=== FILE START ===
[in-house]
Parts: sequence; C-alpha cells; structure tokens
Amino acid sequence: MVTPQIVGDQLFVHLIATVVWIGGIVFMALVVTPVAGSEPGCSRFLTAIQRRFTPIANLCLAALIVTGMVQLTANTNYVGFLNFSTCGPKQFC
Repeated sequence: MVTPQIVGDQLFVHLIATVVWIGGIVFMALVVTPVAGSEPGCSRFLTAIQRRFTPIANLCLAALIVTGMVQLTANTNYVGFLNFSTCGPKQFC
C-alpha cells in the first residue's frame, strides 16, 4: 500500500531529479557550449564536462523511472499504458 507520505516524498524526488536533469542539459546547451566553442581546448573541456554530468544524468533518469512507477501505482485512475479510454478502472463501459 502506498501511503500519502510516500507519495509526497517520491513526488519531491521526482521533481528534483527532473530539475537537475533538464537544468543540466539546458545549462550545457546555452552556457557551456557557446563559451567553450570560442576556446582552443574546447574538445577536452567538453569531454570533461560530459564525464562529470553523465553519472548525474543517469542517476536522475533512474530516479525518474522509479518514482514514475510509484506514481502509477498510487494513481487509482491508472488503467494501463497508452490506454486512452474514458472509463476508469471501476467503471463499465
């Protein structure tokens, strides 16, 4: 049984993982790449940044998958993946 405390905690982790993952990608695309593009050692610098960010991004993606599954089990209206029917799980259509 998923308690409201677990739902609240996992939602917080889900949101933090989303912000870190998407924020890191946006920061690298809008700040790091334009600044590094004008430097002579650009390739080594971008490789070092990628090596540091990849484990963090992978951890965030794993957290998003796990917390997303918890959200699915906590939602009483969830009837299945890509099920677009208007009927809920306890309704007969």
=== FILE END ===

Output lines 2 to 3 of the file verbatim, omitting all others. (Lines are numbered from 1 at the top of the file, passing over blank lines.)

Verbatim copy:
Parts: sequence; C-alpha cells; structure tokens
Amino acid sequence: MVTPQIVGDQLFVHLIATVVWIGGIVFMALVVTPVAGSEPGCSRFLTAIQRRFTPIANLCLAALIVTGMVQLTANTNYVGFLNFSTCGPKQFC